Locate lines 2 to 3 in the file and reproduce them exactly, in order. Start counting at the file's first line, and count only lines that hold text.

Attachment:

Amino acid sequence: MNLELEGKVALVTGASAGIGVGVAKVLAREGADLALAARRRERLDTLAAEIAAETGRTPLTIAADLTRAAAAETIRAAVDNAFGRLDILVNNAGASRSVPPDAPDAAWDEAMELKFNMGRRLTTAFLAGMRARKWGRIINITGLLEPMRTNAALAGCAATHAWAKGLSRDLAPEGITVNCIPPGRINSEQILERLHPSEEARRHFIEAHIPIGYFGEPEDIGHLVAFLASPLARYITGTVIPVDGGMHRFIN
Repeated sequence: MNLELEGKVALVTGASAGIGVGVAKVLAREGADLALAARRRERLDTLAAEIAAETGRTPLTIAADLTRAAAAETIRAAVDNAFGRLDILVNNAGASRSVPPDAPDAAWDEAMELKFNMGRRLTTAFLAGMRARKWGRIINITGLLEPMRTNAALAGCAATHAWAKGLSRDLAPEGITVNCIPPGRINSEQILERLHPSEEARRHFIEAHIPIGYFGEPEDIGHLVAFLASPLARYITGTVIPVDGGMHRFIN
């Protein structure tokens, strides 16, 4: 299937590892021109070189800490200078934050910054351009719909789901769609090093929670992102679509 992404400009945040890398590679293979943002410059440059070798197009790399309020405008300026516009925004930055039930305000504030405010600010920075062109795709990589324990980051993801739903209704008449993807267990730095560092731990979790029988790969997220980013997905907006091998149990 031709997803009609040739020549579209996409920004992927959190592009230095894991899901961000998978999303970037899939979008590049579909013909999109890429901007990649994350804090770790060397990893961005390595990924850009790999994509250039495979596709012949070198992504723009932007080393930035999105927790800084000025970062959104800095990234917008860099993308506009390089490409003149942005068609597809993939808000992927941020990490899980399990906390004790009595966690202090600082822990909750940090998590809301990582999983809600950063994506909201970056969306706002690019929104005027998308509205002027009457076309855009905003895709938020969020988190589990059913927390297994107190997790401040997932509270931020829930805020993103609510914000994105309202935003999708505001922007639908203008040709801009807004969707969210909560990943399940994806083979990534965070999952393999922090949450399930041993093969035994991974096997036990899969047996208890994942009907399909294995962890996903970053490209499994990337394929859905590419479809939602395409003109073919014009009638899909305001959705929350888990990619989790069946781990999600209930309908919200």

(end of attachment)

Repeated sequence: MNLELEGKVALVTGASAGIGVGVAKVLAREGADLALAARRRERLDTLAAEIAAETGRTPLTIAADLTRAAAAETIRAAVDNAFGRLDILVNNAGASRSVPPDAPDAAWDEAMELKFNMGRRLTTAFLAGMRARKWGRIINITGLLEPMRTNAALAGCAATHAWAKGLSRDLAPEGITVNCIPPGRINSEQILERLHPSEEARRHFIEAHIPIGYFGEPEDIGHLVAFLASPLARYITGTVIPVDGGMHRFIN
């Protein structure tokens, strides 16, 4: 299937590892021109070189800490200078934050910054351009719909789901769609090093929670992102679509 992404400009945040890398590679293979943002410059440059070798197009790399309020405008300026516009925004930055039930305000504030405010600010920075062109795709990589324990980051993801739903209704008449993807267990730095560092731990979790029988790969997220980013997905907006091998149990 031709997803009609040739020549579209996409920004992927959190592009230095894991899901961000998978999303970037899939979008590049579909013909999109890429901007990649994350804090770790060397990893961005390595990924850009790999994509250039495979596709012949070198992504723009932007080393930035999105927790800084000025970062959104800095990234917008860099993308506009390089490409003149942005068609597809993939808000992927941020990490899980399990906390004790009595966690202090600082822990909750940090998590809301990582999983809600950063994506909201970056969306706002690019929104005027998308509205002027009457076309855009905003895709938020969020988190589990059913927390297994107190997790401040997932509270931020829930805020993103609510914000994105309202935003999708505001922007639908203008040709801009807004969707969210909560990943399940994806083979990534965070999952393999922090949450399930041993093969035994991974096997036990899969047996208890994942009907399909294995962890996903970053490209499994990337394929859905590419479809939602395409003109073919014009009638899909305001959705929350888990990619989790069946781990999600209930309908919200």